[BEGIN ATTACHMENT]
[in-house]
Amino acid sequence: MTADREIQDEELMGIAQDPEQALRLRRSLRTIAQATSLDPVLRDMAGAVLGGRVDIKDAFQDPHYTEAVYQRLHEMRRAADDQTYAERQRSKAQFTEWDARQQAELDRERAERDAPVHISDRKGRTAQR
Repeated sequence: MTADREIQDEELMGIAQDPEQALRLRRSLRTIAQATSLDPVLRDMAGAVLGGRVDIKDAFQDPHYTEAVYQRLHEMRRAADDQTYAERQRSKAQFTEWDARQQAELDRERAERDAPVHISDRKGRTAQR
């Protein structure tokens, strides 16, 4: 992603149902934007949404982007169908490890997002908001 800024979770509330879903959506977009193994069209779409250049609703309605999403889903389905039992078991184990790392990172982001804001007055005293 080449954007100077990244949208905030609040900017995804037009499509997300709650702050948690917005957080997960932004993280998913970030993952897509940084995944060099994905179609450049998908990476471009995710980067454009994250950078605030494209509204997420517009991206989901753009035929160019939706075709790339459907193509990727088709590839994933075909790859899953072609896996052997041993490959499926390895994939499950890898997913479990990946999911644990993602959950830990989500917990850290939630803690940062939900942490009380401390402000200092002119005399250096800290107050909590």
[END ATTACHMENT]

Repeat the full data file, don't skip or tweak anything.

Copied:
[in-house]
Amino acid sequence: MTADREIQDEELMGIAQDPEQALRLRRSLRTIAQATSLDPVLRDMAGAVLGGRVDIKDAFQDPHYTEAVYQRLHEMRRAADDQTYAERQRSKAQFTEWDARQQAELDRERAERDAPVHISDRKGRTAQR
Repeated sequence: MTADREIQDEELMGIAQDPEQALRLRRSLRTIAQATSLDPVLRDMAGAVLGGRVDIKDAFQDPHYTEAVYQRLHEMRRAADDQTYAERQRSKAQFTEWDARQQAELDRERAERDAPVHISDRKGRTAQR
């Protein structure tokens, strides 16, 4: 992603149902934007949404982007169908490890997002908001 800024979770509330879903959506977009193994069209779409250049609703309605999403889903389905039992078991184990790392990172982001804001007055005293 080449954007100077990244949208905030609040900017995804037009499509997300709650702050948690917005957080997960932004993280998913970030993952897509940084995944060099994905179609450049998908990476471009995710980067454009994250950078605030494209509204997420517009991206989901753009035929160019939706075709790339459907193509990727088709590839994933075909790859899953072609896996052997041993490959499926390895994939499950890898997913479990990946999911644990993602959950830990989500917990850290939630803690940062939900942490009380401390402000200092002119005399250096800290107050909590």